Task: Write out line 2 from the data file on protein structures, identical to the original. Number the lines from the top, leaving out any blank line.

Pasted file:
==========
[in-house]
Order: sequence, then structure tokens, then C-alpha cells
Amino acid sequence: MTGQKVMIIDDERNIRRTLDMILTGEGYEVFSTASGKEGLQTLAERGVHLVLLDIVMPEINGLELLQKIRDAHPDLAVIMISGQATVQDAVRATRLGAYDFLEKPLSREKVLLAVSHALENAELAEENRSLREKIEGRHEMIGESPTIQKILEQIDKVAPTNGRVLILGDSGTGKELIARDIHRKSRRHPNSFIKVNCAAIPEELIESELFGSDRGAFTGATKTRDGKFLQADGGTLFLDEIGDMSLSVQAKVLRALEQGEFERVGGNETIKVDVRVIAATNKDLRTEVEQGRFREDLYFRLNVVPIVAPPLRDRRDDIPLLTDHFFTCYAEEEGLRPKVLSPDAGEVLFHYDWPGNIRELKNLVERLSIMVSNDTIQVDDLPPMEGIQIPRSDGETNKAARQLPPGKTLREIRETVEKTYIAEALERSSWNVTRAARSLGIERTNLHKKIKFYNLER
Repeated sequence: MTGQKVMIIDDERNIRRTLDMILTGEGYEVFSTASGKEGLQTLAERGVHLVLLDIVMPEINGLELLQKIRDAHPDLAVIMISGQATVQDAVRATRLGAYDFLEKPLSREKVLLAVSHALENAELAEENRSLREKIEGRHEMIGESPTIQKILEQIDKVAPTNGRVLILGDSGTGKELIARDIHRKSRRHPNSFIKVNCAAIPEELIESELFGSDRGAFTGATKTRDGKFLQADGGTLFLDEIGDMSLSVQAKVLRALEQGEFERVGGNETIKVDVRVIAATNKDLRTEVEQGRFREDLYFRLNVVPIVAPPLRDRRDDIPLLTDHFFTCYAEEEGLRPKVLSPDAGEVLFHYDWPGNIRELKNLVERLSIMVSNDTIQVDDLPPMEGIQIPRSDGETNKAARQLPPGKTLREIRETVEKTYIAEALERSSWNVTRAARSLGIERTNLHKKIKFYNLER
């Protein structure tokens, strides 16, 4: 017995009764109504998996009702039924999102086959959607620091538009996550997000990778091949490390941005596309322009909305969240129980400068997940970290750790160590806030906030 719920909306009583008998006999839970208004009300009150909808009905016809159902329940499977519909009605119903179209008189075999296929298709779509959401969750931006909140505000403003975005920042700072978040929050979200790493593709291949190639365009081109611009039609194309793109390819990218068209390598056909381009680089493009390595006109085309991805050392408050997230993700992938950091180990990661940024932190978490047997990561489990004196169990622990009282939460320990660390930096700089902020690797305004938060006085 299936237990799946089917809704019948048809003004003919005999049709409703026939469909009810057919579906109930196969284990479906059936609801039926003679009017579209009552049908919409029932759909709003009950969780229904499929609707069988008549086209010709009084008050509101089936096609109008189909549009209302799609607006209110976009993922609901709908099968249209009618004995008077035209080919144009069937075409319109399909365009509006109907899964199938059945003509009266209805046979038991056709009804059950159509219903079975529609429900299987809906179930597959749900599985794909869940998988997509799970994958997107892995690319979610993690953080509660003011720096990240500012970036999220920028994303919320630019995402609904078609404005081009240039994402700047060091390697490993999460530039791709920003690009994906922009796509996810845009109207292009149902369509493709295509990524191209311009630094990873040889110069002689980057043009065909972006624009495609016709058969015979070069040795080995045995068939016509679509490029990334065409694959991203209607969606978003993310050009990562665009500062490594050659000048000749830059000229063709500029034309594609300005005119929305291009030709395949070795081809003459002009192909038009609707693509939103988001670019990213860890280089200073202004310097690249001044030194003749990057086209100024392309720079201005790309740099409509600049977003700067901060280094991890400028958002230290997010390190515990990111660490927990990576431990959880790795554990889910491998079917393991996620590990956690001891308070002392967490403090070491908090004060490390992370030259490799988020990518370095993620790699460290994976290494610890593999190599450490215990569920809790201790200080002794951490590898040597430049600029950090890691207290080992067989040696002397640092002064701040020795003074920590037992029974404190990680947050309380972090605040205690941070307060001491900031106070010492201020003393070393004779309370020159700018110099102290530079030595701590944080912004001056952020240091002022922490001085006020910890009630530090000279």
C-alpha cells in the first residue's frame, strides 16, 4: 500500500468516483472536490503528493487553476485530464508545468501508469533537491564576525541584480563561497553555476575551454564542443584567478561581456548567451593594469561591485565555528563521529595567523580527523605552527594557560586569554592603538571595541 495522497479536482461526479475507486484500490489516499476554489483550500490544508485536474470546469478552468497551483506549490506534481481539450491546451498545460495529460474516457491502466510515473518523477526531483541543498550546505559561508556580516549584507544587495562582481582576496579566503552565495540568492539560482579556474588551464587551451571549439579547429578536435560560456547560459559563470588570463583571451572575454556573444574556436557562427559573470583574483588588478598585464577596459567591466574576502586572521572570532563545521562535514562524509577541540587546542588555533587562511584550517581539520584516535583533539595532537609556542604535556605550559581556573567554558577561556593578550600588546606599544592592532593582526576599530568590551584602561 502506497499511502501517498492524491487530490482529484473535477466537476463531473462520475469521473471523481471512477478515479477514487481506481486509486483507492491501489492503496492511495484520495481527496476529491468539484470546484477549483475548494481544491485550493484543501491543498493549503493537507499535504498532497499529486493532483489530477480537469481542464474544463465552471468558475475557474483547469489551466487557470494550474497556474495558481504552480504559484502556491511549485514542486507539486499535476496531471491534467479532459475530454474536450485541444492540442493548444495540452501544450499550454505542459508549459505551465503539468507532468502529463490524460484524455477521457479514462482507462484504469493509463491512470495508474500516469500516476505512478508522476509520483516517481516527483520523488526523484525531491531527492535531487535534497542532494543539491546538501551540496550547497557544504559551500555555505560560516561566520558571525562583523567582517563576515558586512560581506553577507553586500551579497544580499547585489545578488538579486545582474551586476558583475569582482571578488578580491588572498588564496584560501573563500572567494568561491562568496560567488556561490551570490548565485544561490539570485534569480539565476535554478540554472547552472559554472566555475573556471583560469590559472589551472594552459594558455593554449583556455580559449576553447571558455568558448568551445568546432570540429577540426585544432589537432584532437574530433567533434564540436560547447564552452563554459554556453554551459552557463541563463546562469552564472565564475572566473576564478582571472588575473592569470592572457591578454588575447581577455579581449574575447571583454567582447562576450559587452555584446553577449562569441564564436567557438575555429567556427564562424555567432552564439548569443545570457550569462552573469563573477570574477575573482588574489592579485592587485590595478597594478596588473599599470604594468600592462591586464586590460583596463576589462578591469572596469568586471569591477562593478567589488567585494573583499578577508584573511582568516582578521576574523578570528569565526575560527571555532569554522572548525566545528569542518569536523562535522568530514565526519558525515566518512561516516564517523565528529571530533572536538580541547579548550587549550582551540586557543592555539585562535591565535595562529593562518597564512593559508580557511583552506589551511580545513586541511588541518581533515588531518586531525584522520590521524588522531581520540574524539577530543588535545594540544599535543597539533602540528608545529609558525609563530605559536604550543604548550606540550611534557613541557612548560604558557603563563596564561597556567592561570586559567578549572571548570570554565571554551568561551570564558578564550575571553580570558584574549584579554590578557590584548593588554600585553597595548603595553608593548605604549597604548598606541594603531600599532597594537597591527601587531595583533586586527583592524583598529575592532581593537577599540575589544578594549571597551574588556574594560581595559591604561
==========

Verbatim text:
Order: sequence, then structure tokens, then C-alpha cells